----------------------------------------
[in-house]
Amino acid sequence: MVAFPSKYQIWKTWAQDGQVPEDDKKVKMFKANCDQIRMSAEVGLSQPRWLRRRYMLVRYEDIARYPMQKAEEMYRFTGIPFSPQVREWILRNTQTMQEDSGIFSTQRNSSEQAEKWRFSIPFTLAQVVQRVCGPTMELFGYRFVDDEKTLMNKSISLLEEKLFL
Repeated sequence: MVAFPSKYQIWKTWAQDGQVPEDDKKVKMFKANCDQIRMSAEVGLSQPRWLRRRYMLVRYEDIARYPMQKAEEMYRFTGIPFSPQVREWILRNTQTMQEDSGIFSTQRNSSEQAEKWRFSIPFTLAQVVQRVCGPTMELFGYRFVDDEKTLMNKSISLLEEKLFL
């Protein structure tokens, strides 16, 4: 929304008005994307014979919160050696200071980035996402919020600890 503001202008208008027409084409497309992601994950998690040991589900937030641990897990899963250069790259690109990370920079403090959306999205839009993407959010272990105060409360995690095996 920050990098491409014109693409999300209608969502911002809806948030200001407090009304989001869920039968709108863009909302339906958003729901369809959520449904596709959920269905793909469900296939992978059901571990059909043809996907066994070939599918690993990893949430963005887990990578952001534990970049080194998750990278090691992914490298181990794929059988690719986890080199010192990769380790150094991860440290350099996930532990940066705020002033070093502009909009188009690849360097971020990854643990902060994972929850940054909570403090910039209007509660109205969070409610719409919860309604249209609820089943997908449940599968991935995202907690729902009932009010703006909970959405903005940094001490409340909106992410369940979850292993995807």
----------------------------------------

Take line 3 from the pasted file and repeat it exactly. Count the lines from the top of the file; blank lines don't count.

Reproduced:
Repeated sequence: MVAFPSKYQIWKTWAQDGQVPEDDKKVKMFKANCDQIRMSAEVGLSQPRWLRRRYMLVRYEDIARYPMQKAEEMYRFTGIPFSPQVREWILRNTQTMQEDSGIFSTQRNSSEQAEKWRFSIPFTLAQVVQRVCGPTMELFGYRFVDDEKTLMNKSISLLEEKLFL